Q&A: Paul Anderson of DIVIDES


Poised for success from the get-go, Portland quintet DIVIDES will amaze listeners and audiences alike. The group radiates passion in every project they tackle, and show no signs of slowing down; with their new album, Brokentoothout on August 11th, a performance at the Portland date of Warped Tour this year, and a performance at the Slaves album release show, DIVIDES is the gift that just keeps on giving. After the release of their debut EP, the then-Anchorage-based band shook up their local scene, encouraging a move to Portland, where they’ve been making waves ever since.

I spoke with DIVIDES guitarist Paul Anderson about the new album, their upcoming Warped Tour performance, and, of course, the band’s amazing music videos.


Planet Stereo: Hey, what’s going on?

Paul Anderson: Oh, not much at all. Kind of in the middle of the work day…I kind of found a little space away from everybody, so… [laughs].

PS: Well I just wanted to talk to you because I know that you’ve got the album coming out, the mini tour, you’ve got everything going on right now, and it sounds like you guys are insanely busy!

PA: [laughs] Yeah, things are kind of getting a little…moving with a little speed here.

PS: All exciting stuff. The mini tour kicks off on Aug. 5th, right?

PA: Yeah, August 5th in Bremington at the Schultz.

PS: And then the Portland date of the Warped Tour?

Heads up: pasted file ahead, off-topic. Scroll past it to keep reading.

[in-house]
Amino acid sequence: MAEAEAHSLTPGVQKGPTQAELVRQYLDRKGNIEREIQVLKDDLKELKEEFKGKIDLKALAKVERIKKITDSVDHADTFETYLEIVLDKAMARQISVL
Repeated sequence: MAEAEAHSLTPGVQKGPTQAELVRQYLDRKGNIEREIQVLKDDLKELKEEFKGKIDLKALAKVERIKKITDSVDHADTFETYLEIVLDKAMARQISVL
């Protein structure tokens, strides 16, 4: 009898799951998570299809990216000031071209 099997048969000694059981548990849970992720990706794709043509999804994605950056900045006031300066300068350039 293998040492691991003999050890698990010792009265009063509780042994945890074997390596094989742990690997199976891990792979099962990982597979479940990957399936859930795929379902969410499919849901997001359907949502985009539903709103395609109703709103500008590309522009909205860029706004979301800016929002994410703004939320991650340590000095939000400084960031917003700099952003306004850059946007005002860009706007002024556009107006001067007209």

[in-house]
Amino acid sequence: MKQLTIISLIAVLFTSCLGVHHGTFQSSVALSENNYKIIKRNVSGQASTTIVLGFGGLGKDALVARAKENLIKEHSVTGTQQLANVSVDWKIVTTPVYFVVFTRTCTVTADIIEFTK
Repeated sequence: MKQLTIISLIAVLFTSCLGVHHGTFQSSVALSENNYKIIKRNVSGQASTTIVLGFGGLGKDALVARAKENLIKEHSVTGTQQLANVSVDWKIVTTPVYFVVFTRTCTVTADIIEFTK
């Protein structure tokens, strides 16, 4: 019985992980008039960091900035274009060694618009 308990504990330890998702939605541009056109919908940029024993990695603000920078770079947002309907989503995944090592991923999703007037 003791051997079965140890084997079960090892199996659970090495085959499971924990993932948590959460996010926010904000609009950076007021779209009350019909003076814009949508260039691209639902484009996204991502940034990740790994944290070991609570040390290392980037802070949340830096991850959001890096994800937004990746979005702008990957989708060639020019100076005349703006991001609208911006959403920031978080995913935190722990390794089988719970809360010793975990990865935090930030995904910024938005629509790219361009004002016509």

PA: Yup, that’s right. We are pretty much over the moon [about it] at this point. We’ve been kind of involved in the Mic Thrasher battles and the Ernie Ball Battles online, and got notified that we had actually been included on that, and we all kind of lost our minds for a moment. It was great!

PS: I can imagine! Do you normally go to Warped as a fan?

PA: I have in the past couple of years and a couple of years before. Things have gotten a little crazier in my life, which has kind of cut into me going, but the others guys still go. They used to go in Alaska, and yeah, they’ve been going down here since they moved.

PS: As a Warped Tour band, technically, I have to play a game of Warped Tour Would You Rather… I play this with every Warped band I interview, and so my first question to you is…If you could be in a real-life version of The Walking Dead or Jurassic Park, which would you choose?

PA: Jurassic Park.

PS: Just for the dinosaurs?

PA: Yeah…although I’m pretty sure the rest of the band would say the Walking Dead.


PS: Okay, so if you had to listen to one song for the rest of your life, would you rather it be Queen’s “Bohemian Rhapsody” or Johnny Cash’s “Ring Of Fire?”

PA: Um…probably “Bohemian Rhapsody” because there’s a bit more to it, but Johnny Cash’s attitude is pretty…universal. But yeah, I’ll go with “Bohemian Rhapsody.”

PS: Would you rather drunk-text the entire Warped Tour crew or eat an entire stick of butter to yourself in one sitting?

PA: [laughs] Okay…I’ll drunk-text, because that may or may not happen…[laughs]. I think I would actually die if I ate a stick of butter.

PS: [Laughs] So those are sent in by fans, and we play it every year, and we get a couple of good ones, like that one. But now I also have to ask, since Warped Tour’s theme this year is zoo animals, what animal would you be and why?

PA: Oh my god, that might be the most difficult question anyone’s ever asked me ever…Um…[laughs]…what kind of animal would I be? A kiwi…Yeah, a kiwi bird.

PS: That’s a really unusual answer. I’ve never had that answer before.